God is not bound by time, so he would be aware of something's future destiny at the moment of creation, or perhaps before, after all how can we assign a tangible moment of time to a receiving of omniscience? So God would by necessity of his attributes not only create something, but also create the influences and reasons that cause it to be. Concerning the Fall, God created Adam and Eve, with their attributes, personalities, weaknesses, etc. and it seems to me that for God to only know they would fall, and yet not be responsible for it, God's sovereignty must have been lost somewhere in the process. That is my current understanding of it.

I guess I may tend to ramble when talking about this, or have a hard time conveying what I mean, hopefully I have carried a point across. Thanks,

Dan

7/6/2002<

Your "quick question" has turned into a long theological discussion. But I'll try to answer only because I am planning on posting this discussion on my site.

That said, a clarification on some issues will help to answer your questions. And it regards the different perspectives' attitudes toward human nature. I will start with low-Calvinism first.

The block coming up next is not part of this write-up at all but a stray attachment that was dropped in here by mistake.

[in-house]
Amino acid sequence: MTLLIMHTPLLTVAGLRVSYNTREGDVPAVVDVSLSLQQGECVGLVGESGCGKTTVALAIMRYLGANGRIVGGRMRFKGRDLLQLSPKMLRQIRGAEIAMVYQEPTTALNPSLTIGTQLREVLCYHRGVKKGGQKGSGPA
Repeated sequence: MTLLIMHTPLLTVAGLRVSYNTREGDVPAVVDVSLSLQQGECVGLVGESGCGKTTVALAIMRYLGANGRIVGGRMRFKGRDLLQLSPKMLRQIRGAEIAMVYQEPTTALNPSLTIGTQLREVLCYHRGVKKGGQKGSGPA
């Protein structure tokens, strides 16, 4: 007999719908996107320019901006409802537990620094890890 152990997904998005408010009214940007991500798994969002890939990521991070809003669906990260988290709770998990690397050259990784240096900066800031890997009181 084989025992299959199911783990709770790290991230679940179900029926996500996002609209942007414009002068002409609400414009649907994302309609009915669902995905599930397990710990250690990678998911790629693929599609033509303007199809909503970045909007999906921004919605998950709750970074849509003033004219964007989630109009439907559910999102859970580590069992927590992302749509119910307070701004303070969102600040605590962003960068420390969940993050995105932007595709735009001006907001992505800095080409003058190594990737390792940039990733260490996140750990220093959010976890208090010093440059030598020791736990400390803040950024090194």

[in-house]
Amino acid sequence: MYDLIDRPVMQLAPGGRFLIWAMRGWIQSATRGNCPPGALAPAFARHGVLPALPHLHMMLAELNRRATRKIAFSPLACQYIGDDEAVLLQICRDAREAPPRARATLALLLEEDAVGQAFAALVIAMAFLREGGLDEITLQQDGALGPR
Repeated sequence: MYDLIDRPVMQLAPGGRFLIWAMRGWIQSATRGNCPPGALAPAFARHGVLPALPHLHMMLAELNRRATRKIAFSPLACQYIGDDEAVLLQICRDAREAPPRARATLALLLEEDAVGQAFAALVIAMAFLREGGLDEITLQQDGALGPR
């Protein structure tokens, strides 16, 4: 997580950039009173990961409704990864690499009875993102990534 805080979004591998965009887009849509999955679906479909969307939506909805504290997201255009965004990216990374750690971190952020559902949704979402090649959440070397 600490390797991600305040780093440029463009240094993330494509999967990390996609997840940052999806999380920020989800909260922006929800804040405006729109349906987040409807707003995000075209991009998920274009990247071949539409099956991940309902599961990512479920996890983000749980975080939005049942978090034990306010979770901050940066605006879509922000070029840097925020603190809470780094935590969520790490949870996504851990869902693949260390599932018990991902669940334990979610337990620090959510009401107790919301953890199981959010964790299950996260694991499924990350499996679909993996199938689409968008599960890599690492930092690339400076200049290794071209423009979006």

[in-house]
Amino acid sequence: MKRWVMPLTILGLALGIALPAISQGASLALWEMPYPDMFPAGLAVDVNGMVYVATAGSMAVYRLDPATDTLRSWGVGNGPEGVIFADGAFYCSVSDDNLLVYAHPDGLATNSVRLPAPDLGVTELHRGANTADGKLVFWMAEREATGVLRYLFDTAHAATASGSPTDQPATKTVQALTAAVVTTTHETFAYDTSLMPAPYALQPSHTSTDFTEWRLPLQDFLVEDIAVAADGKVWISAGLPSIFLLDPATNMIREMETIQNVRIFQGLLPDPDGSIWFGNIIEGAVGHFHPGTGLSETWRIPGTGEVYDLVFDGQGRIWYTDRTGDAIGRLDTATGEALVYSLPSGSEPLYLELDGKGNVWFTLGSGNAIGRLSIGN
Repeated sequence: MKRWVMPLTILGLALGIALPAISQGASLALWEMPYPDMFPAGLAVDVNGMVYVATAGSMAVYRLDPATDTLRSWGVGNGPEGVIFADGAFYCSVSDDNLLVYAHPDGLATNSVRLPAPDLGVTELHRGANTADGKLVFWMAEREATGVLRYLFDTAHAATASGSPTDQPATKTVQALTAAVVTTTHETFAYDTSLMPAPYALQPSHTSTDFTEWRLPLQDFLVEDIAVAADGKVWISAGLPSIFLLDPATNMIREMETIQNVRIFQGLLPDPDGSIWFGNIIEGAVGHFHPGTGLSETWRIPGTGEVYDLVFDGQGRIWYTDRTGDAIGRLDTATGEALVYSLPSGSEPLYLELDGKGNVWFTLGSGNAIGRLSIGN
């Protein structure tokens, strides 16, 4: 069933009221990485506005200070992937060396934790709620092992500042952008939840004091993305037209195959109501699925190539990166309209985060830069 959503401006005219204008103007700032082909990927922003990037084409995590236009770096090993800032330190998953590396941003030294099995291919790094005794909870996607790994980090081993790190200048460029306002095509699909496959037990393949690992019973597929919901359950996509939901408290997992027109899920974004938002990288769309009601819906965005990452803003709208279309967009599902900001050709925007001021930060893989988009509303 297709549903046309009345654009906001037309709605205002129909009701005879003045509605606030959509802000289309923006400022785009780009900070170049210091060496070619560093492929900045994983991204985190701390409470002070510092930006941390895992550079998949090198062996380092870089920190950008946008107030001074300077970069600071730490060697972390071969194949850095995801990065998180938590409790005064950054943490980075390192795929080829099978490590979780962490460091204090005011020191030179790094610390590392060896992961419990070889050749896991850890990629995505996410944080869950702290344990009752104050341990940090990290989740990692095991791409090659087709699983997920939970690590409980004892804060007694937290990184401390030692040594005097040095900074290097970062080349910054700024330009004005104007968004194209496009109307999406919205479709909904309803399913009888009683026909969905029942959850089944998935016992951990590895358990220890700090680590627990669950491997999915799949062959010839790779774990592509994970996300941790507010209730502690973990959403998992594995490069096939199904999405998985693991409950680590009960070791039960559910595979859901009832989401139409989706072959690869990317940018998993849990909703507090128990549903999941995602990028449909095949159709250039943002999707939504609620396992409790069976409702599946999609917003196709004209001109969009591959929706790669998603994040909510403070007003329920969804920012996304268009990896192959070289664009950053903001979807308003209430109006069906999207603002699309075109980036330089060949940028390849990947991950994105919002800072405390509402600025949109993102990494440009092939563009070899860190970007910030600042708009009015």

Low Calvinism believes the following about human nature:
Before the Fall:
Able not to sin/ able to do good.
After the Fall: Not able not to sin/ not able to do good.
After regeneration: Able not to sin/ able to do good.
After glorification: Not able to sin/ only able to do good.

Now, what this means is, in low-Calvinism, there is "free-will" but only in regards to Adam and Eve. Adam and Eve were created with such a nature that they could have not sinned. God, fore-knew that they would sin, but He did not create them with such a nature that they *had* to sin.